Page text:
From all the reading I have done all the wolves killed by the state count against the hunting quota. I think very few hunters will have a chance at taking a wolf. It is time to let the state try their hand at mantaining a viable population. If they mess it up then the commision and other elected officials that have no business managing wildlife will have to apologize to the citizens of the state while USFWS takes over managment for another 15 years.

    I really hope that doesn’t happen and wolves in Idaho and Montana start acting like all the wolves I have seen in Alaska and Canada (fear of men and less conflict). Only in the lower 48 have I had a wolf look at me for more than a second before fleeing.

    • Hilljack,

      We all know that the word “management” or “game management” normally means a wide variety of actions. It certainly does not mean only killing.. And most people understand that management connotes a lot of different actions.

      However, in Idaho, Montana and Wyoming when the state game agencies use the term in regard to wolves, it really does only mean killing, so far as I can tell. They don’t just come out and say “kill wolves,” however, because they know that the public assumes that by “management” the agencies do mean management in the normal sense of the word like you and I understand it to mean. But they don’t. When Idaho Fish and Game or an Idaho state legislator says, “we need (or want) to ‘manage’ wolves,” they truly mean, almost without exception, “we want to kill some wolves.”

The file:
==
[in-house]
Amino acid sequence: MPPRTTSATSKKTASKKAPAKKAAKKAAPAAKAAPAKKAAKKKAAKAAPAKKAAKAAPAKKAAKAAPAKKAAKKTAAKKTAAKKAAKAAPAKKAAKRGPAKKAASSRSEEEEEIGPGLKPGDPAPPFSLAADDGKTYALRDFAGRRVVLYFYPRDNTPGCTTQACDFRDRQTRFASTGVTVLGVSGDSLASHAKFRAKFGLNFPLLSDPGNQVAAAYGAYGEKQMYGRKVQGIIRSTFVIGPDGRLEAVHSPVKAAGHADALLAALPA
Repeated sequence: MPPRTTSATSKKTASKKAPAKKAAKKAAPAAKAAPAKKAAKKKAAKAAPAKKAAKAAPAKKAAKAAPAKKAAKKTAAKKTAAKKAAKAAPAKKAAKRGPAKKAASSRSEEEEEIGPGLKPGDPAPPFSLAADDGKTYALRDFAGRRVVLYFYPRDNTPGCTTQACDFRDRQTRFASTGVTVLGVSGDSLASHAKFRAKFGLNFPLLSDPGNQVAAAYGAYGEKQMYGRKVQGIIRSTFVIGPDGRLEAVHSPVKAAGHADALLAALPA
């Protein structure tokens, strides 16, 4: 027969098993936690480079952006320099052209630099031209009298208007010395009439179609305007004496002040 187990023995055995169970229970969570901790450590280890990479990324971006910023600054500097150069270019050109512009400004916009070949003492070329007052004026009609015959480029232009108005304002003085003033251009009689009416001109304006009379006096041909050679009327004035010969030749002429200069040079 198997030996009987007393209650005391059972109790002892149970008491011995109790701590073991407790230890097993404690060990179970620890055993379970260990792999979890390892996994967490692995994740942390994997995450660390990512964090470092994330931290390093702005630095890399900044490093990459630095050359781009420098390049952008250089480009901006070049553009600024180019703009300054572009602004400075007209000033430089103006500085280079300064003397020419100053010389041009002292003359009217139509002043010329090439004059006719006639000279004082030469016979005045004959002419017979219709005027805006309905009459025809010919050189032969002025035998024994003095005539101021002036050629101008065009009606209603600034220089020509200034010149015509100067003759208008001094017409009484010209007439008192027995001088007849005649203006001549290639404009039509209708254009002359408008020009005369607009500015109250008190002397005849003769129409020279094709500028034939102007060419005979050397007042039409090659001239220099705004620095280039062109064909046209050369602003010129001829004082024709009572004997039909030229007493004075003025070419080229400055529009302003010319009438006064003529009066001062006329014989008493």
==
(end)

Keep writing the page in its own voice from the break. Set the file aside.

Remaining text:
14. avatar ProWolf in WY says:

    Ralph, have they released a plan for the harvest for hunting season?

  15. They have set the dates for the hunt in various parts of Idaho, but they have not decided on how many tags to issue or how many wolves will be allowed to be taken before the hunting area is closed for the season.

  16. avatar Aaron Clausman says:

    Usually when you hear the word “management” in terms of wolves, it means complete, ultimate, abusive control of their lives. And what that means according to what I’ve seen in the past, all the way from the 1600s; “onslaught” is the translation.

    We’re in a time where money makes the rules, money chooses the road things take. Now, unless a lot of people have some sudden change of heart, or the wolves become aware of every human presence, or really just are hard to hunt, we may not lose as as many wolves as estimated.

    Alaska’s wolf kill program killed 1074 wolves so far since 2003, with the aid of helicopters, and 251 this season. If it is easier killing wolves in Idaho, I don’t think things are going to look pretty.

    Wolves are under controlled fire to be hanging on a thread but still just enough to at least live, in order to have the most maximum game amounts possible. Unless, of course, things suddenly change. It is a shame, wolves don’t get to play the ecological role they are meant to, which was the whole point of bringing them back.

    Here is a article by George Wuerthner, who is a hunter, but really clarifies what the truth is about this I thought.
    http://www.counterpunch.org/wuerthner04172009.html

  17. avatar Davej says:

    Couple of points:
    1) Back to the issue of “best available science”. Why is this phrase being used by anybody with regards to delisting? The issue is whether “adequate regulatory mechanisms” are in place. This is not about science. It is about politics.

    2) HillJack- Are you saying that wolves that are wary of humans, but not completely terrified, are unacceptable from the standpoint of “management”? Hmmm…. That’s like saying “management” includes a) killing and b) the effects of killing on surviving wolves. So again, what does “wolf management” really include other than killing?